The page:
Paul on the board at Penstock.

What happens to us? One minute you feel like you're flying along, making the right fly choices, catching a few fish, casting solidly, generally speaking doing pretty well. The following week you find yourself standing on the bank of your favourite stream and things just don’t feel quite right, you don’t seem able to choose a fly let alone find a fish and the one cast that you’ve made has left your favourite emerger firmly embedded in a tree high above. What’s happening? What's changed? This is one of those times in a fisherman’s life when you have to ask yourself… am I going to think this through or am I just going to blunder on?

From what I have read and when speaking with other fisherman, it would seem that just about everyone at some point has been through the same thing, those times when you just can’t find that place in your brain that will help put it all together, maybe this a plateau? Whatever it is, finding something or someone to help get us through this is our next step. Some people find it with the help of a friend, a lot of people head to the local fly shop or join a fishing club, and what are all these people seeking? Some call it confidence, others may say it's knowledge, my humble guess? Belief.

… Those times when you just can’t find that place in your brain that will help put it all together.

The discussion must now head in a different direction, we have to make sure that we have done all that we can to give ourselves the best possible chance of success, and let’s face it we are not really talking about our lucky hat (by the way I do have one of those). Belief in our choices and ourselves are what will take the angler to a higher place. The ability to decipher and understand what is happening with the fish, the water and whatever else we find confronting us is what will help us answer these questions. The more we fish, the more rocks we turn over, the more books we read and the more we search for these clues, the better fisherman we can become.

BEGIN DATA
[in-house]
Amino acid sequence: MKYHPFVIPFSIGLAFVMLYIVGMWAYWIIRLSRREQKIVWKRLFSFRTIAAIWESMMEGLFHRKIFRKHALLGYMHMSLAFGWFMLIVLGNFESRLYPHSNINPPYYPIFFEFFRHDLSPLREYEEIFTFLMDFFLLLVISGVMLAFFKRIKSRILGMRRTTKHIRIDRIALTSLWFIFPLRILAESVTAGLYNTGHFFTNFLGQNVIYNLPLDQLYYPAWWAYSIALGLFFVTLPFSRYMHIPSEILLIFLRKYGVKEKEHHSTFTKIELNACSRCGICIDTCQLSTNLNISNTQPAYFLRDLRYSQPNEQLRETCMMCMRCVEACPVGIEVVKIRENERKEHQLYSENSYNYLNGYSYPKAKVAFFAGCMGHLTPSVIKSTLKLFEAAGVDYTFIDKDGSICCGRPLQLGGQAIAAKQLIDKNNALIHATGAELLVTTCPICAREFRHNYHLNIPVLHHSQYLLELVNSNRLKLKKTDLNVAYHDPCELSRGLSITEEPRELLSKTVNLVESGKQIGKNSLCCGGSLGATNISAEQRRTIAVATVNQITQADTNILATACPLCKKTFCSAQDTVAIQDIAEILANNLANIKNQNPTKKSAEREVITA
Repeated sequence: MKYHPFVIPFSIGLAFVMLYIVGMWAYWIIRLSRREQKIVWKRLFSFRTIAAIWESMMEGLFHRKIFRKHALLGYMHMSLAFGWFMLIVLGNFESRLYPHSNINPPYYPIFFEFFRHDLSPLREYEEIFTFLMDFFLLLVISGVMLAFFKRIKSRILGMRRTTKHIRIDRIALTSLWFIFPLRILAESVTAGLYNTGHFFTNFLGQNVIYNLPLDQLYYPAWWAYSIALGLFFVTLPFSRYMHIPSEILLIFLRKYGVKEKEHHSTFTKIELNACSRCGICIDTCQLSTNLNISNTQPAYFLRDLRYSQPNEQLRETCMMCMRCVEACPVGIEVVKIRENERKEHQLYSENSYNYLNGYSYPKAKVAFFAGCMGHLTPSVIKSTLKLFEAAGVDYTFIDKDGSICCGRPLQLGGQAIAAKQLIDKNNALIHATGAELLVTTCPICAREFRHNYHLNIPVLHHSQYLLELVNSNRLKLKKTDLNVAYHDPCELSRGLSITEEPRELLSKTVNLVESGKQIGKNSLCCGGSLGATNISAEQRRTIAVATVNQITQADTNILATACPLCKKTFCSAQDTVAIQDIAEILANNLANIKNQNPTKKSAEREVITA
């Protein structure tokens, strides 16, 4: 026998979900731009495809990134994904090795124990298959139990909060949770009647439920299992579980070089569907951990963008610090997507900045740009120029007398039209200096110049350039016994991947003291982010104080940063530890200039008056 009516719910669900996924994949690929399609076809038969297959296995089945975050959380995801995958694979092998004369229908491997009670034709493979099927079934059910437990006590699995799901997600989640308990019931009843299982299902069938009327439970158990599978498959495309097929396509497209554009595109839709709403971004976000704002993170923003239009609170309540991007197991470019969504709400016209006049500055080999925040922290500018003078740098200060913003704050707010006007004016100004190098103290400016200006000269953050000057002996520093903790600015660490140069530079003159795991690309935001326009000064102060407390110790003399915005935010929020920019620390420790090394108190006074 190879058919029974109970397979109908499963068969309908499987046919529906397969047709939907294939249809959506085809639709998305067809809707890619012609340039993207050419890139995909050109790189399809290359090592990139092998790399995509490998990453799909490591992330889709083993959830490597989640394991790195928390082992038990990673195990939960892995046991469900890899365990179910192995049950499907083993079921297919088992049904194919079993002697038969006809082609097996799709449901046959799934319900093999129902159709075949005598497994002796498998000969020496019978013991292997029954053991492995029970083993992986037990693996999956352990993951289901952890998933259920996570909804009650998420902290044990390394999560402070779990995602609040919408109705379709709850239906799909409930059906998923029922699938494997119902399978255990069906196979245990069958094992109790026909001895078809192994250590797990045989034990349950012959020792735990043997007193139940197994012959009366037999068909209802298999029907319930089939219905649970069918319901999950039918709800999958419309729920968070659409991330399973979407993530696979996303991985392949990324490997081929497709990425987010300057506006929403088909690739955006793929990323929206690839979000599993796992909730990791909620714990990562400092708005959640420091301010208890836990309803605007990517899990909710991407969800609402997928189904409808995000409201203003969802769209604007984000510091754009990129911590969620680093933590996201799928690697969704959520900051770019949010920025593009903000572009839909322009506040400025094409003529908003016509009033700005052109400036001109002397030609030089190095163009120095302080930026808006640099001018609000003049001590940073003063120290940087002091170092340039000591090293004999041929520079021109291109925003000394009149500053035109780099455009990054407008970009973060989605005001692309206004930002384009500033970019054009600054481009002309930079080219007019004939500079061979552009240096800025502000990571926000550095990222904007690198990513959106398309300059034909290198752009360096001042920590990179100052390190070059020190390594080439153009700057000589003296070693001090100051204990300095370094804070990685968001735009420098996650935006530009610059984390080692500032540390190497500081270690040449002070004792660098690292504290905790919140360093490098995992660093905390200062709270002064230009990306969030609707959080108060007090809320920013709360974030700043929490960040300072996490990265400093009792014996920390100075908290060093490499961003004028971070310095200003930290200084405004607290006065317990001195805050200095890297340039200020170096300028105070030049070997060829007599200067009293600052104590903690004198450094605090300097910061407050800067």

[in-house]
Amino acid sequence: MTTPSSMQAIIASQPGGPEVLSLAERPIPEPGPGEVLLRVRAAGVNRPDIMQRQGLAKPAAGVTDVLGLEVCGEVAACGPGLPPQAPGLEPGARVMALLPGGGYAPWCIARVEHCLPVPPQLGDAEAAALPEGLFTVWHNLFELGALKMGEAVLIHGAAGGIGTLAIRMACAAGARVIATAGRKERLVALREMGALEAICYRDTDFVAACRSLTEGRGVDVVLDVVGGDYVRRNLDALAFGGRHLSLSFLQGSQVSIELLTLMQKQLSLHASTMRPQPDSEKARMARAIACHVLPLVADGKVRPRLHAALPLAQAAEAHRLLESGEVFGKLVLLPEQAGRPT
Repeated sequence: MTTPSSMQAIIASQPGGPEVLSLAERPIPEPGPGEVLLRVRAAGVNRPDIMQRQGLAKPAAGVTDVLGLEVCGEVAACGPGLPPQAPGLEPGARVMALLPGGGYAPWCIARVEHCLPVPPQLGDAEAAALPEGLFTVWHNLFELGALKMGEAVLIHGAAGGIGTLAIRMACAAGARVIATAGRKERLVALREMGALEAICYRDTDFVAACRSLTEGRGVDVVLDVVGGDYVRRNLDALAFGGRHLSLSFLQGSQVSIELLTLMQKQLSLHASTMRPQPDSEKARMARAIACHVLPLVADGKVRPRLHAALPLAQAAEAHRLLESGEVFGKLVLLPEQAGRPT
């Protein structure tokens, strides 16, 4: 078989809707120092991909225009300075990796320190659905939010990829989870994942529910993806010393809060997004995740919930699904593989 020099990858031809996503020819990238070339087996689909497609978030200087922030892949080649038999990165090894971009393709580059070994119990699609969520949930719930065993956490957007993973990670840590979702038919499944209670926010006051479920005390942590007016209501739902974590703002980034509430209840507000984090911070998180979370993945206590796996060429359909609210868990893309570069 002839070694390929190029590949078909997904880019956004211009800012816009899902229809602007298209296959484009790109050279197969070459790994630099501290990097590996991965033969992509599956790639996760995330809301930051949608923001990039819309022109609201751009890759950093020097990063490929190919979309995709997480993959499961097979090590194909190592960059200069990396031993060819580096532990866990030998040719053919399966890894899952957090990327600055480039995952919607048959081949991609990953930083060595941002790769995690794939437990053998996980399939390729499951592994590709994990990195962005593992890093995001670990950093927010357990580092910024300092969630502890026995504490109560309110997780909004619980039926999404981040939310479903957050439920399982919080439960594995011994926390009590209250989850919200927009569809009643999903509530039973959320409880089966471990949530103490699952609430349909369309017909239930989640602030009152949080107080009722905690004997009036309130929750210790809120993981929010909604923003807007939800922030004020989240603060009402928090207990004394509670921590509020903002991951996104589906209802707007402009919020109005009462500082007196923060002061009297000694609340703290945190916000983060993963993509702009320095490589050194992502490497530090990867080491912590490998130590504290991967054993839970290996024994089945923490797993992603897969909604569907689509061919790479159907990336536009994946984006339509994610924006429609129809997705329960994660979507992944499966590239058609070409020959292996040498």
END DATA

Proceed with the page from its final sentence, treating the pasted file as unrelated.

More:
The hardest part of this process is time, life’s so busy these days that we are using most of it up just trying to keep ahead of the never ending cycle of bills, family commitments and the other mountain of personal responsibilities that fishing is sometimes hard to squeeze in. This is the very reason that losing your shit on the bank of your favourite stream is possibly not the best option. Daniel Hackett wrote a great story in FlyLife issue 62, it offers a clever and concise approach to building on basic skills and tries to help us all to narrow down time that is wasted that would have been better spent searching for fish. Daniel’s suggested approach goes like this, check the weather, learn a bit about hatches, sneak around in the grass, keep casts short and make sure you enjoy the day, sounds pretty good to me!

Of all the things that have left an impression on me when fishing with a guide, it's their unfailing belief that they will find feeding fish, they just don’t give in. The belief in their own ability is what makes them such strong fisherman and by following a few basic steps and making a few sound choices we can take our fishing to that next level. Make no mistake, some days will just be crap, but if we keep looking for fish, understanding a little about the insect life in the stream or lake and making better choices about where to go in certain weather, our confidence will grow along with our ability.

This now takes us back to the beginning. Check the weather, be organised, get out and get moving, look for any sign of a fish, keep it simple and most of all enjoy your self. My final thought on all of this, as in life, a belief in yourself and your abilities will allow you to become the fisherman that you always wanted to be, and that is probably a lot closer than you think.